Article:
Measles, also called rubeola, is a viral respiratory disease and one of the most highly contagious diseases known.
It is so contagious that nine out of 10 people who are not immune or vaccinated will get measles if exposed to a person with measles, explains Roberta DeBiasi, MD, Division Chief of Pediatric Infectious Diseases at Children's National.
Measles is spread through airborne droplets, from breathing, coughing, or sneezing. Because it is airborne, you can still be exposed even if you are not in close contact with an infected person, since the live virus can linger in the air and also on surfaces for as long as two hours.
Individuals with measles are contagious in the four-day period before and after the blotchy rash associated with this disease appears.
Signs and Symptoms of Measles
- Symptoms generally develop seven-14 days after an individual is infected.
- Symptoms typically begin with a mild to moderate fever, cough, runny nose, red eyes, and a sore throat.
- Two to three days after symptoms begin, tiny white spots with bluish-white centers, called Koplik’s spots, may appear inside the mouth.
- Three to five days after the symptoms begin a red or reddish-brown rash appears on the head and spreads to the rest of the body. A spike in fever may occur.
Complications of Measles
Measles has potential for severe complications and/or death, particularly in young children. These complications include pneumonia, lifelong brain damage, or deafness. For every thousand children who get measles, close to 300 will require hospitalization, and as many as three will die.
When to Call the Pediatrician
Call your pediatrician immediately if you suspect your child was exposed to measles or exhibits symptoms. It’s particularly important if your child is an infant, is taking immune suppressant medication or has a medical condition that affects the immune system such as cancer or tuberculosis.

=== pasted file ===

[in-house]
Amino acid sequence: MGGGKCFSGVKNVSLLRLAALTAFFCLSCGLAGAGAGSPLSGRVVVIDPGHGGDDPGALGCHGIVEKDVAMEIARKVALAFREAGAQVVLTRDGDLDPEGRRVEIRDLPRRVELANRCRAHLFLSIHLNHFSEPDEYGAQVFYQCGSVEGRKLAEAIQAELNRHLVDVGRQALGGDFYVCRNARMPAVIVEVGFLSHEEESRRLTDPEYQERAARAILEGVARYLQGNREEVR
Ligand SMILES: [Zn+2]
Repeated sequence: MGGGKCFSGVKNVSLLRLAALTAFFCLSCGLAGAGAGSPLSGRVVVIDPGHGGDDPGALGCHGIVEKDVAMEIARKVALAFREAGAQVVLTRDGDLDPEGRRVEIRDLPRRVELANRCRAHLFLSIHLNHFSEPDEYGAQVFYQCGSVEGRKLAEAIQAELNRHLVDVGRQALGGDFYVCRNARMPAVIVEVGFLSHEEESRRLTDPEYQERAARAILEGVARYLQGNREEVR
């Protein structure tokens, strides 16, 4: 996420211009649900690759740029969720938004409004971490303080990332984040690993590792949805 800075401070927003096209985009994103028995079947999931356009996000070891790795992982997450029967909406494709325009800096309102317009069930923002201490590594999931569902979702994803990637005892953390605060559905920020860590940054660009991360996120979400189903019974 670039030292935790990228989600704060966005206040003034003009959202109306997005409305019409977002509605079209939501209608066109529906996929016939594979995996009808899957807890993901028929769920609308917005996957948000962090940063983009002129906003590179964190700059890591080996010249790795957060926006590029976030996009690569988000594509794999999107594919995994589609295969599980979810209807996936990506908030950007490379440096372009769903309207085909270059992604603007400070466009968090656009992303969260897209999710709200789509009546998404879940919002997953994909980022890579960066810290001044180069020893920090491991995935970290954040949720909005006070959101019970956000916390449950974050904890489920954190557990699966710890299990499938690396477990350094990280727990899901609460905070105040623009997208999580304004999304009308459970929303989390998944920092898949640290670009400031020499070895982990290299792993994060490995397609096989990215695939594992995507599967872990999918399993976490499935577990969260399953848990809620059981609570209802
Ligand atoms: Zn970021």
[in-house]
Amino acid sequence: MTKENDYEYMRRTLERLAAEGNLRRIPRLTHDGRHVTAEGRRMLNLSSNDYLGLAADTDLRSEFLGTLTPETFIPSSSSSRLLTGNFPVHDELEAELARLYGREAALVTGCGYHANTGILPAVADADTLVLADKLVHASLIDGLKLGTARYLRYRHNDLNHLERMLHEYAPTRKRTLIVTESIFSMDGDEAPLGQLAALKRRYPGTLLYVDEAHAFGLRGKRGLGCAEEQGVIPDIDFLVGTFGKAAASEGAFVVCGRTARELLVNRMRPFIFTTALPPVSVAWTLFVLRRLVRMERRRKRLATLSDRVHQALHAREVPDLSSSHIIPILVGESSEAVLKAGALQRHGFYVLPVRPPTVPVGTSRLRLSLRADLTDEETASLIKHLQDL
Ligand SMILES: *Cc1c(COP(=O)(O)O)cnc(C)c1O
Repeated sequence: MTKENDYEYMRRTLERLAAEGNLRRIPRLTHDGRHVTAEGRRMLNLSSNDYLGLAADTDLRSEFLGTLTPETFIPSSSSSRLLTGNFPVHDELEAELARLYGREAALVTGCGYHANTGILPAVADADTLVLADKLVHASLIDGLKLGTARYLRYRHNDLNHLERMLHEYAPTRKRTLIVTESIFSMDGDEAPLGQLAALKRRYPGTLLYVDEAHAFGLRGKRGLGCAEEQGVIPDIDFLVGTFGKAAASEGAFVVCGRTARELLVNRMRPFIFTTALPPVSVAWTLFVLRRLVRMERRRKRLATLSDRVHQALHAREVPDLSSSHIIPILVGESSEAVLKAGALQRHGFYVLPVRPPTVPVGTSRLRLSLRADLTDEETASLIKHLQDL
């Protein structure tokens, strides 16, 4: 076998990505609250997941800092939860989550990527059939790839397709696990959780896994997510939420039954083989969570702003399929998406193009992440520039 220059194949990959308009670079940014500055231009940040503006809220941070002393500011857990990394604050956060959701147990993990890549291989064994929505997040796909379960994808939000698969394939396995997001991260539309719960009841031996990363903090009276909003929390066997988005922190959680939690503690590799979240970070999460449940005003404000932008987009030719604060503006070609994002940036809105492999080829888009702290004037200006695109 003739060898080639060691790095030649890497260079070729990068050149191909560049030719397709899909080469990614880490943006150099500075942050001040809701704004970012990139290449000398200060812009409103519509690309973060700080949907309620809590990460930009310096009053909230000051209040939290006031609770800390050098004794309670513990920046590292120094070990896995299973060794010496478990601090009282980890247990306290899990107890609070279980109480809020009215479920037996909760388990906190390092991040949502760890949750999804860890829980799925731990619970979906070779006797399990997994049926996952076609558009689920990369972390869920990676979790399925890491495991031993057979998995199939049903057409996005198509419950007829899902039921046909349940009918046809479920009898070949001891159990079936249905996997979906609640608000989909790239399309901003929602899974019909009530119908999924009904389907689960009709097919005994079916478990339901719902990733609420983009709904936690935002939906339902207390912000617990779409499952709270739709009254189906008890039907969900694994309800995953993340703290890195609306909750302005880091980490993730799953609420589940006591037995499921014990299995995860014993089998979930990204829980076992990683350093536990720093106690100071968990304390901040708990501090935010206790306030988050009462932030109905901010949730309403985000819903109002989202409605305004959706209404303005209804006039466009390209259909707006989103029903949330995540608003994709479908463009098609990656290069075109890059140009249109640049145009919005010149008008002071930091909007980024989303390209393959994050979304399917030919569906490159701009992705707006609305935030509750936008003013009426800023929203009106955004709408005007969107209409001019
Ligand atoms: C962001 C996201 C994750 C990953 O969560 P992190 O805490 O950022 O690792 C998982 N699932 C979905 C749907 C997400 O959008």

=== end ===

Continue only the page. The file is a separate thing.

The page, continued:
If a child is exposed and has not been immunized, vaccination within 72 hours of exposure may help prevent the disease. Read our Measles Q&A with a Pediatrician.
Protecting Your Child Against Measles
The measles vaccination is a safe and effective way of protecting your child against measles.
The Centers for Disease Control (CDC) recommends the MMR vaccine, which also includes protection against mumps and rubella, for all children at age 12–15 months, with a second dose before the start of kindergarten or at age 4–6 years old. Two doses are also recommended for healthcare providers and post-high school-aged young people or students headed off to college. Learn more about the CDC guidelines for the measles vaccination.
If you’re unsure if you or other family members are protected against measles, try to find your vaccination records or written documentation of measles immunity. Your doctor can also test your immunity through a simple blood test.
Why is the Current Measles Outbreak Occurring?
There is no question that the United States is experiencing a serious nationwide measles outbreak, beginning with a Disneyland-related outbreak in late 2014. There have subsequently been more than 60 confirmed secondary cases related to exposure to the first Disneyland case in mid-December, primarily in California.
However, the CDC is now reporting over 155 cases across 16 states, including several cases in a Chicago area daycare, and those numbers are expected to increase. Most of the more recent cases are believed to be unrelated to the Disneyland outbreak. Importantly, the vast majority of these cases have occurred in unvaccinated or incompletely vaccinated individuals.
But Wasn't Measles Eliminated?
Measles is still common around the world, with approximately 20 million cases and approximately 134,200 deaths each year. Measles can come into our country easily through visitors or when Americans travel abroad and bring it back.
Measles was declared eliminated in the United States in 2000. But since then, declining immunization rates have resulted in a concerning and rising number of cases in our country. Last year, there were 644 cases of measles in the United States-about ten times the average annual number between 2001 and 2011.
When vaccination rates decline, it's not just those individuals who are at risk, it's the whole community, explains Dr. DeBiasi. This is because vaccinated people act as a barrier to disease for their communities. This "herd immunity" reduces the risk of infection for people who can't be immunized, like very young children or those with compromised immune systems.